By the time you read this, the Hong Kong stock exchange will have re-opened after Lunar New Year, with Shanghai bourse remaining closed until 17 February.
Global stock markets are subject to seasonal influences throughout the year, as the usual routines of traders and investments are interrupted for a public holiday or event – this can lead to rallies, sell-offs, increased volatility and everything in between.
In fact, many track these movements and attempt to predict them, forming trading strategies around the historical patterns of seasonal impacts.
Lunar New Year (LNY) and Golden Week are two of the largest holiday/seasonal events to impact the Chinese stock market – and we are in the unique position of seeing the impacts of these holidays in an ongoing COVID-19 environment. So, in the leadup to the main exchanges emerging from hiatus, we’re going to explore the impact of LNY on markets in the last few years and how it may shape the next few weeks in Hong Kong.
The current state of the Hang Seng (HSI)
In January 2021, net purchases of Hong Kong stocks reached record highs of over HKD $300 billion (Bloomberg), driven particularly from mainland Chinese using Hong Kong as an access to international exposure and the remarkable size and performance of several recent IPOs – for example, Kuaishou Technology (1024.HK) listed at HKD 115 and closed at HKD 398 as of 11th February – a 346% gain.
But as stock exchanges began to close and people go on holiday, liquidity has tightened significantly in the leadup to February 11.
As the chart below shows, daily trade volumes in the leadup to LNY fell to 1/5 of their peak levels in January.
Despite this contraction in liquidity, the Hang Seng closed at record highs on 11 February.
What we’ll explore in the next section is that this is not always the case. In fact, the market tends to slump so often that it has been given the moniker “Chinese New Year Dump”.
Impact of Chinese New Year
Historically, markets have sold off in the lead-up to Lunar New Year.
This can be attributed to a number of factors, primarily large institutional investors de-risking and scaling out of positions in preparation for a week of exchanges being closed. Anecdotal evidence presented by some analysts also suggests that given the cultural affinity for spending and giving cash gifts during this time, retail funds exit the system to fund gift giving.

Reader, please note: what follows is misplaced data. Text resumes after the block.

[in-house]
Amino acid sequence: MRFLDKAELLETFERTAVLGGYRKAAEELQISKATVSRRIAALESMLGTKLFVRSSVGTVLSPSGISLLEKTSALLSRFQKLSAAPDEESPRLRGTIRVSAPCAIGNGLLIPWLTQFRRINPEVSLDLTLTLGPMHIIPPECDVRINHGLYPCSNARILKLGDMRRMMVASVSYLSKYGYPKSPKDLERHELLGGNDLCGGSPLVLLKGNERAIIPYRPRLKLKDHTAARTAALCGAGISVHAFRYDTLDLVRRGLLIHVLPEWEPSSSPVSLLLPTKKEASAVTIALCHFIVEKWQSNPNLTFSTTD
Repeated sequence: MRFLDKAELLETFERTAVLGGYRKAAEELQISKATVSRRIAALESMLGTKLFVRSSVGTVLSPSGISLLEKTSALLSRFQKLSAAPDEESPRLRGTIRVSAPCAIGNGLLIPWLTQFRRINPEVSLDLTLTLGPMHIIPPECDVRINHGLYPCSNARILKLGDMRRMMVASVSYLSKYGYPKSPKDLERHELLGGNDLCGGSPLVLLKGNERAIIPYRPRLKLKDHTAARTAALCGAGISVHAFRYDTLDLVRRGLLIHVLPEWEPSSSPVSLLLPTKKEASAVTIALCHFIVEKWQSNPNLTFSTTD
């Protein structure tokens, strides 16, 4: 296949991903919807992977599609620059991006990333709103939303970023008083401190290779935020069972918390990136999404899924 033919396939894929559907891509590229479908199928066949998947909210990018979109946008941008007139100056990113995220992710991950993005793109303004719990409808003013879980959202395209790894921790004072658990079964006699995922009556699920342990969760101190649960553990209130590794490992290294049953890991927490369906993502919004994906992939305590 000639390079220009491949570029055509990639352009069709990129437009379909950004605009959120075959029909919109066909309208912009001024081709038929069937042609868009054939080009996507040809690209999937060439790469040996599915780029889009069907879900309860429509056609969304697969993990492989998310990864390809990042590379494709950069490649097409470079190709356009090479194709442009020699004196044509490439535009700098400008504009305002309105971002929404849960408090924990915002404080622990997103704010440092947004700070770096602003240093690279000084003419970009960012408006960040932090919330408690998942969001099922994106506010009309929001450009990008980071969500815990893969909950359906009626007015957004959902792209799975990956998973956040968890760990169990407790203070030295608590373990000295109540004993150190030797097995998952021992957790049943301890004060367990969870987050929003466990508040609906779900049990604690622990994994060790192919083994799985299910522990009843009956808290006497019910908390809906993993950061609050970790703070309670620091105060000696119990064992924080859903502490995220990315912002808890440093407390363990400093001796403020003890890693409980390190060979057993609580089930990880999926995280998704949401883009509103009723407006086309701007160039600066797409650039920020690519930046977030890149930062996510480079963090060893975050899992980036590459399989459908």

Let’s look at some of the historical dips in two asset classes which have shown similar behaviours around the Lunar New Year close, equities and Bitcoin, in 2020 and 2018.
The HSI fell -9.44% in the two weeks leading up to the LNY close on the 25th Jan 2020. This was closely mirrored by Bitcoin, which fell -6.71% in the week leading up to the close.
The price action after the re-opening of the exchange is also similar – both asset classes jumped to recover most (if not all) of the fall, with equities tapering off after that jump whilst Bitcoin continued to rally.
Similar circumstances occurred in 2019 but were less accentuated compared to general market volatility.
The exact same scenario was seen in 2018; equities fell -11.14% then clawed back most of those losses in the next week, Bitcoin dropped -37.76% and then rallied to new highs a week later.
Why is this time different?
Neither the Hang Seng nor Bitcoin have exhibited the usual sell-off coming into the 2021 Year of the Ox closure.
Why is this?
The most obvious reason may be the sheer volume of money in the financial markets this time around. A catalytic mix of a strong Chinese economy and Western stimulus (particularly from US investors participating in IPOs and buying Hong Kong-listed companies) may all but prevent the market from selling off, pushed up by global momentum.
This is particularly relevant for Bitcoin, which now have far more global participation – very much including retail investors from the US and Europe – as opposed to most of the retail participation in 2018 being from Asian investors.
It may be that Hong Kong is simply maintaining its strength because it is a more global exchange in 2021, be it by encouragement of the Chinese Communist Party to be an essential financial hub, or the flows driven by successful and high-profile IPO deals.
As the compliance disclaimer goes, past performance is not a reliable indicator of future performance.
We may see Hong Kong open higher this afternoon as people go away to discuss stocks in the exchange hiatus and stoke a buying frenzy on returning.
Or it could be that the slump has just been delayed, so taking the exchange ‘off the boil’ for a while will put some valuations into perspective.
We are in a new world for the Hang Seng, one in which the traditional market movements around one of its biggest events of the year seem to have waned. Time will only tell what impact Lunar New Year will have on markets going forward – watch the market in a few hours to see.
The views expressed in this article are the views of the stated author as at the date published and are subject to change based on markets and other conditions. Past performance is not a reliable indicator of future performance. Mason Stevens is only providing general advice in providing this information. You should consider this information, along with all your other investments and strategies when assessing the appropriateness of the information to your individual circumstances. Mason Stevens and its associates and their respective directors and other staff each declare that they may hold interests in securities and/or earn fees or other benefits from transactions arising as a result of information contained in this article.